Georgetown Professor Discovers Key Findings to Stop Malarial Drug Resistance
December 3, 2019 – The malarial disease infects millions of people every year. Until recently, drugs like chloroquine (CQ) and piperaquine (PPQ) have been effective against the parasite that causes it, Plasmodium falciparum. New widespread resistance to these drugs led Department of Chemistry professor Paul Roepe to research the mechanisms behind these new developments in an effort to stop the continued spread of the disease.
Knowing the Enemy
P. falciparum is the most dangerous species of the human malarial parasites, as it is accountable for almost every death from malaria. For the past five years, Roepe and his colleagues have been working collaboratively to understand the structure of the PfCRT transporter, a membrane protein that is a major determinant of drug resistance in malarial parasites.
“Proteins are not rocks, they are very dynamic,” says Roepe. “In this case this protein makes malarial parasites resistant to drugs. It binds and transports certain drugs across a membrane where the drugs are then rendered ineffective. We want to test this overall process with detailed atomic – level structural data.”
In their research recently published in Nature, Roepe worked with undergraduate and graduate students in addition to professors across universities. To begin, they used artificial pfcrt genes to make large amounts of PfCRT protein, which is essential for capturing its three-dimensional structure. This task alone took nearly twenty years to complete.
“Georgetown has the only lab to my knowledge that purifies all the different forms of this protein,” says Roepe. “The work that Hangbang Zhang and Ellen Howard in our group started back in 2000 to do this on the scale that is now possible was nothing short of heroic.”
Once the protein was purified, Roepe worked with Filippo Mancia, professor at Columbia University, to capture the structure of PfCRT through cryo-electron microscopy and antigen-binding fragment technology. The lab is working now to combine this three-dimensional structure and their first-ever successful heterologous expression of a malarial parasite protein as described in their previous paper to further understand PfCRT function.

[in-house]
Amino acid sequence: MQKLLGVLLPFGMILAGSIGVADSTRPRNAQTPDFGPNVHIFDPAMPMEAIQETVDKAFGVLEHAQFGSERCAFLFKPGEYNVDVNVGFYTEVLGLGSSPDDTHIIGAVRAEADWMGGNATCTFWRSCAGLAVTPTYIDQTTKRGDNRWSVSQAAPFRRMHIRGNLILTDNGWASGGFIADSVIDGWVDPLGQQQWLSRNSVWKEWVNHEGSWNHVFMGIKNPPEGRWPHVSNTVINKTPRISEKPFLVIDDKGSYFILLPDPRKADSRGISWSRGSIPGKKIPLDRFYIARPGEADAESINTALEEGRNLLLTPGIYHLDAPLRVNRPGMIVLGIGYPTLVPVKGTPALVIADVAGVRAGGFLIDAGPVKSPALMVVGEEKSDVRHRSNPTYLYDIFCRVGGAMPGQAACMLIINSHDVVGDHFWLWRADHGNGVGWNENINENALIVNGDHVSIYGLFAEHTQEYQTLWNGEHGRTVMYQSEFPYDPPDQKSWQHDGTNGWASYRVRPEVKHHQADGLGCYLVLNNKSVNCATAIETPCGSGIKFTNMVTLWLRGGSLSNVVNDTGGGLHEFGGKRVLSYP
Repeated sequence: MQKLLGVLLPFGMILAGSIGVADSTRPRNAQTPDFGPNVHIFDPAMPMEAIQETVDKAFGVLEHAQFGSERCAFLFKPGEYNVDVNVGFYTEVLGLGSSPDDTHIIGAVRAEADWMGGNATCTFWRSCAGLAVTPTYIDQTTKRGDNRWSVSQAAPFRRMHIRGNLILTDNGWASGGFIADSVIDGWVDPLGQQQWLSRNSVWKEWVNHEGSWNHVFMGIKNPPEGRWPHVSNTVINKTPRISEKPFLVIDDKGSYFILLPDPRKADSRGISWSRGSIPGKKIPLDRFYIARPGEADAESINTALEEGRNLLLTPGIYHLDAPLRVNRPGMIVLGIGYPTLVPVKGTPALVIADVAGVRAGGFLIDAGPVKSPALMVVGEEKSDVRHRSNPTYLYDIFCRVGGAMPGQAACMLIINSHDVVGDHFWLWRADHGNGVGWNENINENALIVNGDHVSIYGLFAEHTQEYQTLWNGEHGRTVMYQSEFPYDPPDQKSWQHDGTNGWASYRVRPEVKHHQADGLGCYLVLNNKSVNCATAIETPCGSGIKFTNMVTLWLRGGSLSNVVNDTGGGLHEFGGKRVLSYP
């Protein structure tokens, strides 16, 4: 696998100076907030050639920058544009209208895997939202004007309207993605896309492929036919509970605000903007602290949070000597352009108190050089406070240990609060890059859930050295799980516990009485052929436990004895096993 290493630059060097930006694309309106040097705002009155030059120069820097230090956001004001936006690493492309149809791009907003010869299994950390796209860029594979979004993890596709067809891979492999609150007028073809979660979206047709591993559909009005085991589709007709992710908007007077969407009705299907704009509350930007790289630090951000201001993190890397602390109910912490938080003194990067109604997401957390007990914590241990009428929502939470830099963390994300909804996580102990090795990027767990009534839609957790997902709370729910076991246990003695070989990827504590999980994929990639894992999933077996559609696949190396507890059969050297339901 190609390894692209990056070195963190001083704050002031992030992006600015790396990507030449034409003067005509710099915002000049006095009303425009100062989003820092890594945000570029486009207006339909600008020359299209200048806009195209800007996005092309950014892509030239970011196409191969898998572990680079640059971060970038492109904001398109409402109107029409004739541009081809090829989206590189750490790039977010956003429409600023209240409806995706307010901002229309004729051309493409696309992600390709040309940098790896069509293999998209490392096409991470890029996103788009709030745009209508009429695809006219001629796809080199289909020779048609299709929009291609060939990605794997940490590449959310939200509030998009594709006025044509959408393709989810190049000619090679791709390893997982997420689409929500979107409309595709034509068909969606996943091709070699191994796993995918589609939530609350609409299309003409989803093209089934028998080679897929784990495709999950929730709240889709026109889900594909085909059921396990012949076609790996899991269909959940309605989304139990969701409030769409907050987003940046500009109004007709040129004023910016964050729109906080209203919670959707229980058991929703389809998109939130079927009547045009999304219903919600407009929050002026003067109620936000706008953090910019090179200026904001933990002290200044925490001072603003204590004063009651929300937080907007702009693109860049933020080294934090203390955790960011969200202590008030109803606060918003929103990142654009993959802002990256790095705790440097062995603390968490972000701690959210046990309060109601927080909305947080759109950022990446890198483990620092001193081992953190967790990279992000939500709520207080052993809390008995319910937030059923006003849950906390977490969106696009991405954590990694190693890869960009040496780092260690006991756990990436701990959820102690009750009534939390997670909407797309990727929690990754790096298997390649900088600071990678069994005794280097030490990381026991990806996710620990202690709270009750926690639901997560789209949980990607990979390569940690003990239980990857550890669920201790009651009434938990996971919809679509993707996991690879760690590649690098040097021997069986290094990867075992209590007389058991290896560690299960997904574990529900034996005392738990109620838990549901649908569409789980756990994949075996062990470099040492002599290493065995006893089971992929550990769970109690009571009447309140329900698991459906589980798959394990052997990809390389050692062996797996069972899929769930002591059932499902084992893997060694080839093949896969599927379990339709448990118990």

Roepe and his team are synthesizing this knowledge and find strong evidence to suggest the location of mutations in PfCRT that contribute to CQ and PPQ drug resistance. Their research also suggests distinct mechanistic features that mediate resistance to CQ and PPQ. These data provide atomic- level insights into the molecular mechanism of this key determinant of antimalarial drug resistance.
Approximately fifty percent of cases in Southeast Asia in which PPQ drugs were prescribed are not cured due to mutations in PfCRT. Previously, resistance to CQ drugs increased rapidly in the area, and appears to be related to PPQ resistance in unexpected ways. Roepe and his team are dedicated to continuing their research in the hopes of developing better drug therapy to counteract the effects of PfCRT mutations.
“Roughly 500 million people get malaria every year, and of those who die from the disease, most are children,” says Roepe. “Most of these deaths can be attributed to drug resistant malaria. There are about 10 different malarial drugs currently in use, this protein is involved in resistance to half of them. We need to understand how this works to develop therapy that kills drug resistant malaria.”